On April 13, 2015, the North American Securities Administrators Association (“NASAA”) adopted a model rule concerning business continuity and succession planning for investment advisers. The model rule is intended as guidance for state-registered investment advisers to determine how to develop succession planning policies and procedures. Investment advisers without business continuity and succession plans face serious risks if the adviser is temporarily or permanently unable to service its clients. Included with the model rule are scenarios to help illustrate when business continuity plans are important for an investment advisory firm and many questions to help determine how to craft the plan properly.
Many different types of disasters can strike an investment advisers’ business. From naturally occurring disasters such as hurricanes and snow storms to unnatural disasters like terrorist attacks or a sudden death, it is important to have thought about and created a succession plan to ensure that your clients’ interests are not harmed. A business continuity and succession plan allows the adviser to safeguard critical business functions so that your firm can continue as long as needed when a disaster strikes.
The model rule provides that investment adviser succession plans should cover at a minimum:
1. The protection, backup, and recovery of books and records;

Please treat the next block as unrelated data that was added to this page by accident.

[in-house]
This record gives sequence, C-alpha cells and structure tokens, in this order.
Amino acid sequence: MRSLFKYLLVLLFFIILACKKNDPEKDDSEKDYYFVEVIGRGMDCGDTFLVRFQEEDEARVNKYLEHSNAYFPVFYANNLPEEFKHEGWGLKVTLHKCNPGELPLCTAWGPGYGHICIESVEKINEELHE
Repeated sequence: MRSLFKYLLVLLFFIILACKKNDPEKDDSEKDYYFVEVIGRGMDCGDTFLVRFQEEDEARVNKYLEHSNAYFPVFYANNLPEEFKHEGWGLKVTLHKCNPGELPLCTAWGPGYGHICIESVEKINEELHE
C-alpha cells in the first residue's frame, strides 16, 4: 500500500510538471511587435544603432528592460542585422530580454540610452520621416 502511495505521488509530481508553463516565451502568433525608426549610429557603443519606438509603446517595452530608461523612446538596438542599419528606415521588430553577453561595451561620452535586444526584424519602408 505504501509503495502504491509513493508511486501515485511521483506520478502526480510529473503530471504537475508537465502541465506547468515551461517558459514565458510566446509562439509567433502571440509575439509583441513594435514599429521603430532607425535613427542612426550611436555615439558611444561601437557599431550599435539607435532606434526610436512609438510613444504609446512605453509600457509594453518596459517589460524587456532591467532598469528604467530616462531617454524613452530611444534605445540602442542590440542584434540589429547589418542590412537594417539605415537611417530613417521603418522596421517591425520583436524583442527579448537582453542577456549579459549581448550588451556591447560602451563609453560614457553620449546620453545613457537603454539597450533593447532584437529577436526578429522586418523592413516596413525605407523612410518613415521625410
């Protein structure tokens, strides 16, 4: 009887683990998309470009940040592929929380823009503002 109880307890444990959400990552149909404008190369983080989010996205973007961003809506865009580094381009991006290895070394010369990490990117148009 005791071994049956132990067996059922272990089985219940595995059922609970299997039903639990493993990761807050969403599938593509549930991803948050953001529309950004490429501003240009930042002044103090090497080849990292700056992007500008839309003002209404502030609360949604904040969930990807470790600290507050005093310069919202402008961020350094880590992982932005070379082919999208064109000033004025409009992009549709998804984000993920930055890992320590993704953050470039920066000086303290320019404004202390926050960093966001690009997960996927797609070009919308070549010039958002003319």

2. Alternate means of communications with customers, key personnel, employees, vendors, service providers (including third-party custodians), and regulators, including, but not limited to, providing notice of a significant business interruption or the death or unavailability of key personnel or other disruptions or cessation of business activities;
3. Office relocation in the event of temporary or permanent loss of a principal place of business;
4. Assignment of duties to qualified responsible persons in the event of the death or unavailability of key personnel; and
5. Otherwise minimizing service disruptions and client harm that could result from a sudden significant business interruption.
One of the more important aspects of a business continuity and succession plan is a designated person outside of key personnel that is intimately familiar with the investment adviser’s business. The designated person should have knowledge of client services and products offered to clients. Investment advisers with only one investment adviser representative usually designate a spouse, attorney, accountant, or other adviser to implement the firm’s succession plan. Without a designated person that understands the investment adviser’s business, an investment adviser might not be able to service their clients in the event of a disaster.
Given the vast differences in scale and scope of business between investment advisers, each adviser’s plan needs to be tailored to the specific practices of the Investment Adviser. A key component of tailoring the business continuity plan to the investment adviser’s practice is to continually test and monitor the plan to ensure that it is effective. If you have questions about your firm’s business continuity plan, we can help.
Parker MacIntyre provides legal and compliance services to investment advisers, broker dealers, registered representatives, hedge funds, and issuers of securities, among others. Our regulatory practice group assists financial service providers with complex issues that arise in the course of their business, including complying with federal and state laws and rules. Please visit our website for more information.